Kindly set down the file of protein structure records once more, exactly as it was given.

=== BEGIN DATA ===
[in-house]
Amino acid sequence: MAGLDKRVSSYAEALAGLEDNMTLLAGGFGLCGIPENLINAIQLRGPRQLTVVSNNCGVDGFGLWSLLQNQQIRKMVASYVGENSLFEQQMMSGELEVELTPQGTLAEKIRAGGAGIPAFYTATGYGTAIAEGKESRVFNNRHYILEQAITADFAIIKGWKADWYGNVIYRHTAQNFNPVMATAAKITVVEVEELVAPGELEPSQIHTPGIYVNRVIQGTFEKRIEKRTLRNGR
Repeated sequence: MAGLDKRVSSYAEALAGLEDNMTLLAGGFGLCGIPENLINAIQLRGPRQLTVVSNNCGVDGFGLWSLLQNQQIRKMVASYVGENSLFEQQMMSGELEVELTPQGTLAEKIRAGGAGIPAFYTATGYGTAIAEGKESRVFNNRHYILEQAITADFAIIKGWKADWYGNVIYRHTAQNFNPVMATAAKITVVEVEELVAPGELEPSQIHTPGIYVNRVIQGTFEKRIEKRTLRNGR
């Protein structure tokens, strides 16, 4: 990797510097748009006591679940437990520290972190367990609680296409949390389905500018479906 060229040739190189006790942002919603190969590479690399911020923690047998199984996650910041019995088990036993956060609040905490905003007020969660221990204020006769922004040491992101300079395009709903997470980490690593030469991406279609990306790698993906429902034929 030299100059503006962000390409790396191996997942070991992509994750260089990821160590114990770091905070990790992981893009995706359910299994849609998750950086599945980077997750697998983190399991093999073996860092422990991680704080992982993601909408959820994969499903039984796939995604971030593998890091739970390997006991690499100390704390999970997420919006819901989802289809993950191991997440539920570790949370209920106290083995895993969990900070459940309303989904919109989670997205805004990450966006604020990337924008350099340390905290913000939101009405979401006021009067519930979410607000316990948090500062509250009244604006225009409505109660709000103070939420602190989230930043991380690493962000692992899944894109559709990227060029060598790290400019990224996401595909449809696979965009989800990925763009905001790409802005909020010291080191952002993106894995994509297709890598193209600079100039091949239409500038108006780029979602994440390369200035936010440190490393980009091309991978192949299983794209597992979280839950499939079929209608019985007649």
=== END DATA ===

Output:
[in-house]
Amino acid sequence: MAGLDKRVSSYAEALAGLEDNMTLLAGGFGLCGIPENLINAIQLRGPRQLTVVSNNCGVDGFGLWSLLQNQQIRKMVASYVGENSLFEQQMMSGELEVELTPQGTLAEKIRAGGAGIPAFYTATGYGTAIAEGKESRVFNNRHYILEQAITADFAIIKGWKADWYGNVIYRHTAQNFNPVMATAAKITVVEVEELVAPGELEPSQIHTPGIYVNRVIQGTFEKRIEKRTLRNGR
Repeated sequence: MAGLDKRVSSYAEALAGLEDNMTLLAGGFGLCGIPENLINAIQLRGPRQLTVVSNNCGVDGFGLWSLLQNQQIRKMVASYVGENSLFEQQMMSGELEVELTPQGTLAEKIRAGGAGIPAFYTATGYGTAIAEGKESRVFNNRHYILEQAITADFAIIKGWKADWYGNVIYRHTAQNFNPVMATAAKITVVEVEELVAPGELEPSQIHTPGIYVNRVIQGTFEKRIEKRTLRNGR
């Protein structure tokens, strides 16, 4: 990797510097748009006591679940437990520290972190367990609680296409949390389905500018479906 060229040739190189006790942002919603190969590479690399911020923690047998199984996650910041019995088990036993956060609040905490905003007020969660221990204020006769922004040491992101300079395009709903997470980490690593030469991406279609990306790698993906429902034929 030299100059503006962000390409790396191996997942070991992509994750260089990821160590114990770091905070990790992981893009995706359910299994849609998750950086599945980077997750697998983190399991093999073996860092422990991680704080992982993601909408959820994969499903039984796939995604971030593998890091739970390997006991690499100390704390999970997420919006819901989802289809993950191991997440539920570790949370209920106290083995895993969990900070459940309303989904919109989670997205805004990450966006604020990337924008350099340390905290913000939101009405979401006021009067519930979410607000316990948090500062509250009244604006225009409505109660709000103070939420602190989230930043991380690493962000692992899944894109559709990227060029060598790290400019990224996401595909449809696979965009989800990925763009905001790409802005909020010291080191952002993106894995994509297709890598193209600079100039091949239409500038108006780029979602994440390369200035936010440190490393980009091309991978192949299983794209597992979280839950499939079929209608019985007649």